“Out for Blood”

[.puz][PDF][Solution] 🦇🦇🦇

Today’s puzzle is a Halloween diptych of sorts. You can find the other half in the Thursday (10/29) Wall Street Journal crossword. Best viewed side-by-side.

My mother’s birthday is on Halloween! I think about her a lot at this time of year. Fall is kind of a fraught period for both of us, ever since 2001. That was the year that she took a months-long hiatus from work to seek treatment for bipolar disorder. When she finally was able to get back to the job–she was a TV news anchor at the time–she scheduled her first day back as (no lie) September 10th, 2001.

Honestly, it was probably the best thing for her. She didn’t have any time to feel anxious or overwhelmed on behalf of herself. While us kids sat stupefied in front of the TV for days, she reported the unspeakable news with typical humanity and grace. She would win an Emmy for her coverage that week.

And it was just a few weeks later—a couple of days after Halloween, after the smell had lifted and President Bush reopened Yankee Stadium with a ceremonial first pitch—that an MRI revealed an olive-sized tumor in my spine. I was eventually diagnosed with Schwanommatosis. When we got home from the surgeon’s office I sobbed with my head in mom’s lap. I sobbed because of the news, but also because I knew my mom was the only person in the world more scared than I was. What would this do to her? But she responded as she had at 9/11. Another crisis, and again she rose to a challenge she had no choice but to face. When they rolled me for the first time to the OR, it was my mom walking calmly next to the gurney. I was introduced to the blue-clad female anesthesiologist and, already drugged, blurted out, “Mom! Smurf!”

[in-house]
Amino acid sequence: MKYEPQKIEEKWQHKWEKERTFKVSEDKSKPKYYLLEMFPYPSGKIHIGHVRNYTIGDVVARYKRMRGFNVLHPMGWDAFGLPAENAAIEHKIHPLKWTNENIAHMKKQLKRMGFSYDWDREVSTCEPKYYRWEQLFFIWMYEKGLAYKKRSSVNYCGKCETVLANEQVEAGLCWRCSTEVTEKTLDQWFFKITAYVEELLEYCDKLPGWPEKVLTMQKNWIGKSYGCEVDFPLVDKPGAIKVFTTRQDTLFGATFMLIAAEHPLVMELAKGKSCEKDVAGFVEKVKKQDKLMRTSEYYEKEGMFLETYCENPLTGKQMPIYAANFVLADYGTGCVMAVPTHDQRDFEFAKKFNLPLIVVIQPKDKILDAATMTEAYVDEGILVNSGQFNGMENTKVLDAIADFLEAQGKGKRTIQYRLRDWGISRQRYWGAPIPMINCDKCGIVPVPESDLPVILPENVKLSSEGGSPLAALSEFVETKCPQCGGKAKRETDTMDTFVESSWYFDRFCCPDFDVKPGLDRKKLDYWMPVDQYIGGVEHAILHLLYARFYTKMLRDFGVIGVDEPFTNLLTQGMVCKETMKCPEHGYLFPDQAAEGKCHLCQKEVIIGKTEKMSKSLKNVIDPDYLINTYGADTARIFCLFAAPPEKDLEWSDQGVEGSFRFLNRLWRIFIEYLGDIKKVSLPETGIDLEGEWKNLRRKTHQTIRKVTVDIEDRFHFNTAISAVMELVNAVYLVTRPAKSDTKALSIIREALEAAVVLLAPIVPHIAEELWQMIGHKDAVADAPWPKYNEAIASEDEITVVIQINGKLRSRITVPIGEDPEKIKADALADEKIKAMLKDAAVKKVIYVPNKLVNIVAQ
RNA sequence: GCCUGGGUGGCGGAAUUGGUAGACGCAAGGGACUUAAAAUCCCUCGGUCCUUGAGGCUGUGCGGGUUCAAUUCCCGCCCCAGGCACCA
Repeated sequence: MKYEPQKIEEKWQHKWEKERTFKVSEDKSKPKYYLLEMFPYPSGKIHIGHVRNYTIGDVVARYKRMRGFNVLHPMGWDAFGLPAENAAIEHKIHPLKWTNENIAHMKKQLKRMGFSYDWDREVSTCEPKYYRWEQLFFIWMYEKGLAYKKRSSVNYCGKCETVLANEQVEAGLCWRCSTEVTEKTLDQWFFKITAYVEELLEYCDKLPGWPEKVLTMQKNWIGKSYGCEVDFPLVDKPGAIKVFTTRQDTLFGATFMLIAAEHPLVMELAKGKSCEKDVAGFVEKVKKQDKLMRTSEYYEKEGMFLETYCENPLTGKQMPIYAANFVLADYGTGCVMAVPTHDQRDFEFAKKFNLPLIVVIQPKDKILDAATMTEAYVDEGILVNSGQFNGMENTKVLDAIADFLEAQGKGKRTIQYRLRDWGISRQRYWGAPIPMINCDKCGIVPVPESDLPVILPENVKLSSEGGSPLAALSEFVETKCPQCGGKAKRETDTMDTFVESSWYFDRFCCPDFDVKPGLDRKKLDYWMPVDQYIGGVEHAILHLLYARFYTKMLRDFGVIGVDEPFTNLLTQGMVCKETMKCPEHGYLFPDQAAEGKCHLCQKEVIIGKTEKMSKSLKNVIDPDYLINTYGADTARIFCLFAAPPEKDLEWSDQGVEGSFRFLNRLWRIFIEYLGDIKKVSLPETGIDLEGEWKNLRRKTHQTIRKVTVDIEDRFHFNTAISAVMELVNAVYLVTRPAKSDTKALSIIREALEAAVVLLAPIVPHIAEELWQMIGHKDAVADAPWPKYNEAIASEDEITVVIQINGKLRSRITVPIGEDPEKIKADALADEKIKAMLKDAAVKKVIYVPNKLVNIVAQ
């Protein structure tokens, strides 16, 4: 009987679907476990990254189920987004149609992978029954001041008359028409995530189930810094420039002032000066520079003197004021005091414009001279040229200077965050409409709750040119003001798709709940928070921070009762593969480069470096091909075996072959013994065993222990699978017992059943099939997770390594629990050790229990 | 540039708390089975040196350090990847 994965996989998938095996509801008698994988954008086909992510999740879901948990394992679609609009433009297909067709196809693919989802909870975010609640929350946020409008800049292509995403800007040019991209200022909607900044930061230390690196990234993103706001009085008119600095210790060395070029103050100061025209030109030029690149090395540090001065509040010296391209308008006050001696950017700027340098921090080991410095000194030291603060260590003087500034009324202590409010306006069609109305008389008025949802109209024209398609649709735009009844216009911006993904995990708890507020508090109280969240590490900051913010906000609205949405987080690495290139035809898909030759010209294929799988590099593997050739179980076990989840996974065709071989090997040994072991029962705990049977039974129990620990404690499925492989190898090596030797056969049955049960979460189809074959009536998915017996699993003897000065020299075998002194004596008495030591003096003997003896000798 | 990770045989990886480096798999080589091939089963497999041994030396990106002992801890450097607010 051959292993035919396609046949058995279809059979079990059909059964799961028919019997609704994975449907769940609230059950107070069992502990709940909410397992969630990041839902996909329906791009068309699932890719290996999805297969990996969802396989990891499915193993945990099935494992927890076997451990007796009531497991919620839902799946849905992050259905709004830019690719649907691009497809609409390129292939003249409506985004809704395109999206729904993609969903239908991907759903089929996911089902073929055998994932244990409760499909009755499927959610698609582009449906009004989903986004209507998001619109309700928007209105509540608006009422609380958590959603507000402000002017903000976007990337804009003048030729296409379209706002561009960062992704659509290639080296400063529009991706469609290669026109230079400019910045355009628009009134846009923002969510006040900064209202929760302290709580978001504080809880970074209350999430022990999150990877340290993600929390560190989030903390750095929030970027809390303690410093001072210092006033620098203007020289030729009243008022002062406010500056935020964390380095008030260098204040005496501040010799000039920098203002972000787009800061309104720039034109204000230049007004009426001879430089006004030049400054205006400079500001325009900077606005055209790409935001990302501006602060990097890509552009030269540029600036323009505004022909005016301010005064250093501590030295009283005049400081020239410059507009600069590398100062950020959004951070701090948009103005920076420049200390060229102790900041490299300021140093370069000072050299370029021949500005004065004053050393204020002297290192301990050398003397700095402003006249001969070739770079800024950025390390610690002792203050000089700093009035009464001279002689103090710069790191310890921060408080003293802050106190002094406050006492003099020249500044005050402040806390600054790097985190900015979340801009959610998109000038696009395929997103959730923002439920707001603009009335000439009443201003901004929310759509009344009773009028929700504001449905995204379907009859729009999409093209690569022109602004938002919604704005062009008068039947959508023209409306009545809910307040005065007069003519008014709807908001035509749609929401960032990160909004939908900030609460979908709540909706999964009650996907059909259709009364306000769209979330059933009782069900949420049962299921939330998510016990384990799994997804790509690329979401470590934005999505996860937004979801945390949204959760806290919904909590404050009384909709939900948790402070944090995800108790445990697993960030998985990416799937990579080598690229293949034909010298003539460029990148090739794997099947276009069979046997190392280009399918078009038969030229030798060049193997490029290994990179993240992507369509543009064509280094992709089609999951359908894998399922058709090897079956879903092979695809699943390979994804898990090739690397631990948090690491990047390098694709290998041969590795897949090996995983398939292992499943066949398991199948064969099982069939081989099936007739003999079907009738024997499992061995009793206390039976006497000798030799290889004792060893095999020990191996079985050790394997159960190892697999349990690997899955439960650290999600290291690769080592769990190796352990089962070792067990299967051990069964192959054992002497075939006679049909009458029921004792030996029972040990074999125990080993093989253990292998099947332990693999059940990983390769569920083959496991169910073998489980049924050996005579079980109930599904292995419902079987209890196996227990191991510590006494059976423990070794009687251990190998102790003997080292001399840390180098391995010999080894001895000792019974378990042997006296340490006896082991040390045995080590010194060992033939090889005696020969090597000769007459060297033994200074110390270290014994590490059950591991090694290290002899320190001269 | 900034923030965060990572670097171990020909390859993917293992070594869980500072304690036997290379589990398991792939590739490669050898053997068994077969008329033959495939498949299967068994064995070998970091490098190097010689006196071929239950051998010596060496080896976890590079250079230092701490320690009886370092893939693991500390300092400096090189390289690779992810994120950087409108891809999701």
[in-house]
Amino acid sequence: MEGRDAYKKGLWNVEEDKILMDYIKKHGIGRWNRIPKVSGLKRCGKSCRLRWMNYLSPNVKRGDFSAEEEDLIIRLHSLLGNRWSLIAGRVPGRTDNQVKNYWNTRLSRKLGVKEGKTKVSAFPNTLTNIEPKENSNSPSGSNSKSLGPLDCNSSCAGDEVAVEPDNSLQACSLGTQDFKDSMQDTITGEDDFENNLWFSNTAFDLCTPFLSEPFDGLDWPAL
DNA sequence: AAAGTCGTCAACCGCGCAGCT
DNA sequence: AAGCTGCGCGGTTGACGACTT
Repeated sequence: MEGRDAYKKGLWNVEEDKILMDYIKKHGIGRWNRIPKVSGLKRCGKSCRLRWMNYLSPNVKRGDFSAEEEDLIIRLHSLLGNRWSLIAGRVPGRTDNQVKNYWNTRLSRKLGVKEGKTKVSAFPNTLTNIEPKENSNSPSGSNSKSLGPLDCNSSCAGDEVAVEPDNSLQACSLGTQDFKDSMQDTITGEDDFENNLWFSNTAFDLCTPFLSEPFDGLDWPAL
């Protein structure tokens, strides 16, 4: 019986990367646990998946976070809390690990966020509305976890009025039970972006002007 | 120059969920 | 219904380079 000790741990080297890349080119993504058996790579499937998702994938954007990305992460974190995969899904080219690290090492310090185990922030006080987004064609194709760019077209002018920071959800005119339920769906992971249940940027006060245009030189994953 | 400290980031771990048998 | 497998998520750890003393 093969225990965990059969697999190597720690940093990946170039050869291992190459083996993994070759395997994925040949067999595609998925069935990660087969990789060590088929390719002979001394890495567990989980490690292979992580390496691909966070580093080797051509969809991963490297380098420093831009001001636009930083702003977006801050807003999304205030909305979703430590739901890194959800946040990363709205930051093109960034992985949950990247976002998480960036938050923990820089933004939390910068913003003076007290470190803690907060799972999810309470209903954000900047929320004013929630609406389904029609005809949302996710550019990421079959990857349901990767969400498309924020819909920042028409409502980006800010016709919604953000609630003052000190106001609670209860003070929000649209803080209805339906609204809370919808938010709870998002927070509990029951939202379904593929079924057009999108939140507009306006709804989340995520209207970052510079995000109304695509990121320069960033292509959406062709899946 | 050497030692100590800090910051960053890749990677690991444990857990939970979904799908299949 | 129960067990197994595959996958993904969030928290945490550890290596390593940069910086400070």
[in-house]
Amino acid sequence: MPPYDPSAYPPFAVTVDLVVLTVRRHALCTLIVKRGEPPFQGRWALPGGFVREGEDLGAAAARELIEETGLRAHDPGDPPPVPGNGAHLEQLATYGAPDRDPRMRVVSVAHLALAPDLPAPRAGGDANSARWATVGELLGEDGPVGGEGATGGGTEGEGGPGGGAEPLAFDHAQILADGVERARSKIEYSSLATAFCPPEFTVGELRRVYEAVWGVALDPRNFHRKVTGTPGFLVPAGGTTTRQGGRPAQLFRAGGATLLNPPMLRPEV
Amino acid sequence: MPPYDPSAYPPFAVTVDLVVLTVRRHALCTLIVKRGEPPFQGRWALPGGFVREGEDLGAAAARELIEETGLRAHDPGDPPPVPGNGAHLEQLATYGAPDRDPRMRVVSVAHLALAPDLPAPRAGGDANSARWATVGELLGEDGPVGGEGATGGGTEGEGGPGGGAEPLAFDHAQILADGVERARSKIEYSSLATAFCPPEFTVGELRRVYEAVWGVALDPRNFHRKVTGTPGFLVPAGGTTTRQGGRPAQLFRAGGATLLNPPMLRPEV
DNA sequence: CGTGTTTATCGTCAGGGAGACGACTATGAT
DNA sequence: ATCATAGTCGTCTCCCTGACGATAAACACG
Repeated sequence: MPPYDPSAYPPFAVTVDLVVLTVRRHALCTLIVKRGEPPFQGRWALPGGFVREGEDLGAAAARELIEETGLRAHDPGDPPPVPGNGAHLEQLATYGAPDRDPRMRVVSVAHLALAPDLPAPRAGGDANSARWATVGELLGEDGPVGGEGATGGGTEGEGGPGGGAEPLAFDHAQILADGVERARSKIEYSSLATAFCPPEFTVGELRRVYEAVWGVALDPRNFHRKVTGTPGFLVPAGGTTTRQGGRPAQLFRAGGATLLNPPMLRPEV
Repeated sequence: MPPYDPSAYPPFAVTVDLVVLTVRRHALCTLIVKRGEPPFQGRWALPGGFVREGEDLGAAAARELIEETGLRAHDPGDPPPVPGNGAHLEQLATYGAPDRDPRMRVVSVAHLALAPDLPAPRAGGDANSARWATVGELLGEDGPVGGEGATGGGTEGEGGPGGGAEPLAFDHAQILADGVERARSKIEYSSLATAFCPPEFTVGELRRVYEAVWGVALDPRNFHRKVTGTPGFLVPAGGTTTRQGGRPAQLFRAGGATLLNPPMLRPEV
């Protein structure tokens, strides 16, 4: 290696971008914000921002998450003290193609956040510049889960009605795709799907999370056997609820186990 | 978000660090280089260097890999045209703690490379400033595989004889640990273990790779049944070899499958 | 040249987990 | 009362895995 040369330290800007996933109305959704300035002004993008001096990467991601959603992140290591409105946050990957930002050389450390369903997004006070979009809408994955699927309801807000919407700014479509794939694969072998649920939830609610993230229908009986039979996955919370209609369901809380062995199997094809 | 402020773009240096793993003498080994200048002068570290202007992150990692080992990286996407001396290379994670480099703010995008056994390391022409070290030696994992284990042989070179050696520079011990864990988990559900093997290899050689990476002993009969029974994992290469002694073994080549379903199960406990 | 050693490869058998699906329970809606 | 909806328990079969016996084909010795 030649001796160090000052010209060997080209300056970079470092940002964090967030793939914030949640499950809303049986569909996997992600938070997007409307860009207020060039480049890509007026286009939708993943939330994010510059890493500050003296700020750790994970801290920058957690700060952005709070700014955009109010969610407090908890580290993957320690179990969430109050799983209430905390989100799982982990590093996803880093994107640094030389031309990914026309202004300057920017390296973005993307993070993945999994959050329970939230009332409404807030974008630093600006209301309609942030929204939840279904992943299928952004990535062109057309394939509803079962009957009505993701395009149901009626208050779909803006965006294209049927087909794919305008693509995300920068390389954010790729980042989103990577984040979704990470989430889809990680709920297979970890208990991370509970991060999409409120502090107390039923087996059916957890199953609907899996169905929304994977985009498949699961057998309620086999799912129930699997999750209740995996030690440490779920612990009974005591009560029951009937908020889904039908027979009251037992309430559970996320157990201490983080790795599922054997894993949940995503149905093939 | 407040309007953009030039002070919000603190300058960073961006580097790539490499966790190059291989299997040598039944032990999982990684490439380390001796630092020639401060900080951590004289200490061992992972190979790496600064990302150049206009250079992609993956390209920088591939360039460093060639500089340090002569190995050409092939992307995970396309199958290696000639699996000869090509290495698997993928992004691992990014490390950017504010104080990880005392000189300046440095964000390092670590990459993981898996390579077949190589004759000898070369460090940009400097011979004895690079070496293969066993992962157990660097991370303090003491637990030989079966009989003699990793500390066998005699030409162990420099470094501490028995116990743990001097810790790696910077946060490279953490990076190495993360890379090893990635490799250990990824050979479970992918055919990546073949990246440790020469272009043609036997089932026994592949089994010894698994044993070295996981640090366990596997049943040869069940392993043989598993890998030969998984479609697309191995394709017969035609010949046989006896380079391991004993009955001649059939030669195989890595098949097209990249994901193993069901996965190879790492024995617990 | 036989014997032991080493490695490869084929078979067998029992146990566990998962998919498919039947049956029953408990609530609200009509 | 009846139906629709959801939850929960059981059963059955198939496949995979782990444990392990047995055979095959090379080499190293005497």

“No, sweetie,” she said. “That’s Smurfette.”

Spoilers and discussion on “Out for Blood” after the jump.

Frickin’ bats

The grid art in “Out for Blood” is potentially surplus to requirements, but since the thematic material allowed for some black square flexibility, I decided to echo a motif you’ll see on Thursday in the WSJ.

RAISES THE STAKES, LIGHTS UP THE ROOM, and HAS A CROSS TO BEAR all felt like super fun and silly phrases to reimagine vis-à-vis a VAMPIRE HUNTER. Though to be honest, I’m frustrated I couldn’t really make garlic work. PRESSED GARLIC? Eh. Sort of follows the verb + anti-vampire tech pattern, but the PRESSED in PRESSED GARLIC is a different verb construction. Alas.

Please post all your Halloween pics for me to enjoy. Especially if your costume is one of those delightful pun costumes. Be still my beating heart!

Happy solving, friends.

-Ross

“You Can’t Make This Sh*t Up”

by Amanda Rafkin & Ross Trudeau

[.puz][PDF][Solution] 😈😈😇

When I’ve been asked to play 64-Across in the past, one of my selections is always some variation on: “I listened to ‘Sex Bomb’ by Tom Jones on repeat every day for ten days in Belarus while a Ukrainian women’s champion wrestler beat the crap out of me.”

It happened.

When I was 17, a Russian expatriate who coached my high school wrestling team used an old Soviet contact to get me invited to a training camp for prep school wrestlers. We would be working out with, among others, the Belarusian national team at their Olympic complex outside of Minsk.